Deciding on how to display photographs in our new home got me thinking about the benefits of presenting images in book format.  My favourite photobook is American Power by Mitch Epstein, which Kat – in a small, isolated example of what an amazing girlfriend she is – bought me for Valentines day last year.  American Power is 144 pages long, and requires a decent (but well-rewarded) investment in time to properly enjoy.  It is beautifully printed on thick paper stock, hardbound, and lovely.  It is expensive to print books like this, especially as a consumer and as a one-off.

It no longer has to be this way, however.  I use Adobe Lightroom to catalog and process my photographs, and version 4 of Lightroom introduced the ability to produce elegant photobooks for publishing either through Blurb’s printing service, or – significantly – as a PDF or series of JPEG files.  I decided to try this out by creating a short photobook based on yesterday’s trip to Attenborough Nature Reserve with Kat.  Think of this as a self-contained section in a family photo album.  The same principals should transfer nicely to short photographic projects.

Unfortunately the PDFs exported from Lightroom split each double page spread into separate pages.  To get around this, I exported the book as separate JPEG files, and then recreated the book in InDesign CS3.  The book I created, which is presented as double 10×8″ spreads, is embedded below.  However, I recommend you download a copy in PDF format, for better quality.

View this document on Scribd

Producing books in this way is quick and costs nothing, which means publishing photographic projects in book format no longer necessitates said projects being as epic a commitment as American Power.  Expect more eBook mini-projects in the near future.

I have a Moleskine notebook that I use for uni and the odd other occasions that I need to take notes.

I love my Moleskine. The pages are the perfect size and shape for how I use a notebook, and the pages are light, yet thick enough to stop ink bleeding through to the other side, and sufficiently textured to feel pleasing to write on.

The major drawback to a Moleskine is that it’s a physical, analogue medium, in a world in which I’m used to the conveniences of digital tools. The photos I take on my iPhone (which, I am only slightly surprised to admit, has become my most frequently-used camera) automatically appear on my MacBook Pro and iPad. Anything I need to remember or retain a record of goes straight into Evernote, which is not only synced between all my devices, but which are also run through Evernote’s free OCR service, meaning that even text within photographs I’ve taken is searchable. I’ll leave the triumph that is my (well, Peter Krogh’s) photograph-cataloging system for another post.

Last week I stumbled across Paper, which is an ostensibly free iPad app for notes and journaling. On the face of it, this should make it an excellent replacement for my Moleskines. However, it has a couple of drawbacks.

Firstly, the only tool available by default is a generic pen. There are a total of 5 tools available which, apart from the pen, cost either £1.49 each, or £5.49 for the lot. The free pen isn’t a terrible choice – I’d much rather have it than, say, watercolours – but it is incredibly hard to use without a stylus, which is the second major drawback. My writing isn’t massive and, to be honest, isn’t that terrible, but I find it hard to enter text by hand into this app.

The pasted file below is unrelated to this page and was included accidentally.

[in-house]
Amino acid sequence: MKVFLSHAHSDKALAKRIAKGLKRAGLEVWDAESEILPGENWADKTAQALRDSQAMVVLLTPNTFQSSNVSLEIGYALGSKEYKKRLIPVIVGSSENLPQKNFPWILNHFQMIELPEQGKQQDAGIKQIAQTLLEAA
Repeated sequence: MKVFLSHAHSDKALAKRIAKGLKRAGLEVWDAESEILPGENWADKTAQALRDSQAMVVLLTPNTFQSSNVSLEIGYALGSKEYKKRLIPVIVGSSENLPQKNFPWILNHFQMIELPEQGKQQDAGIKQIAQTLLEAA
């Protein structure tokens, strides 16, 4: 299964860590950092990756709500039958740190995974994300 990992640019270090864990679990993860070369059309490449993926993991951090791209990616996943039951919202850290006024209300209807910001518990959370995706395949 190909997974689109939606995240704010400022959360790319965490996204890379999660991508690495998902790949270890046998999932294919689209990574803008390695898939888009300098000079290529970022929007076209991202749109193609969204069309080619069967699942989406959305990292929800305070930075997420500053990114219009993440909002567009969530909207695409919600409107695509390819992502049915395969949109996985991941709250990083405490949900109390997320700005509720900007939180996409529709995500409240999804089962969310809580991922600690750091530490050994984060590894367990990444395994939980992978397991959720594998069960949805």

‘Arty’ as it looks, it isn’t particularly functional for writing, which is what initially drew me to Paper. What it turns out to be very good for indeed, however, is quick sketches. For instance, even for someone who can’t draw, the following drawing only took me about two minutes, and zero effort:

Each drawing is saved automatically as a page, meaning that finding drawing and notes that you’ve made is a case of flipping through pages rather than scrolling through filenames. I’ve also found that it’s useful for drawing lighting diagrams:

I’ve also been using Paper to scribble diagrams of ideas for layouts for an upcoming group exhibition. It’s quite satisfying to use for this kind of note-taking because the book-like organisation system means that you’ve always got a record of notes that you’ve taken without having to manually save.

So, in conclusion, it’s a great app for scribbles and drawings. Not something that could replace a physical notebook, but an excellent compliment.

 

cinemagr.am of Kat

The App of the Week on the iOS App Store this week is Cinemagram, a tool for animating portions of otherwise static photographs.

The app works by capturing a couple of seconds of video and then allowing you to mask over the details that you’d like animated.  It’s surprisingly satisfying.

Cinemagraphs aren’t new (there are some nice examples on Jamie Beck’s tumblr photoblog), but I wasn’t aware of such a simple way of making them before now.

It’s a pretty straightforward process, with a couple of catches.  Firstly, everything needs to be pretty still, and the details that move should move in place rather than moving around the frame.  The second thing to be aware of is that in order to create a seamless animation, the movement is played forwards and then backwards on a loop.  This is quite evident on the example (of Kat in KFC earlier) above – notice how she sometimes blinks ‘backwards’.

At time of writing, it is free in the UK iOS App Store.

Francesca - Pianosequenza by Mario Zanaria
Francesca - Pianosequenza by Mario Zanaria

I recently came across the excellent Pianosequenza series by Mario Zanaria.  In this series, Zanaria uses a whole 36-exposure rolls of black and white 35mm film to create contact sheets, which become the final output.  There are a mixture of square-ish ones in rows of 6×6 frames (as above), and others that are laid out as 5×7 frame portraits (such as this excellent piece).  Be aware, though, that some contain nudity and therefore may be NSFW.

They’re absolutely fantastic, as is the rest of his work.  We’re all familiar with the maxim ‘there is nothing new in photography’, but having said that, I don’t recall any well-known examples of contact sheets being used in this way.  The nearest thing that I can think of is the Facebook profile banner manipulations that were fashionable for a while, before Facebook Timeline came out.  To compare Zanaria’s work to Facebook hacks would be insulting, though – to end up with results this perfect, with 36 perfect frames, on an analogue medium, is very impressive and visually arresting.

Zanaria also sells a set of photobooks on Blurb.

Via PetaPixel.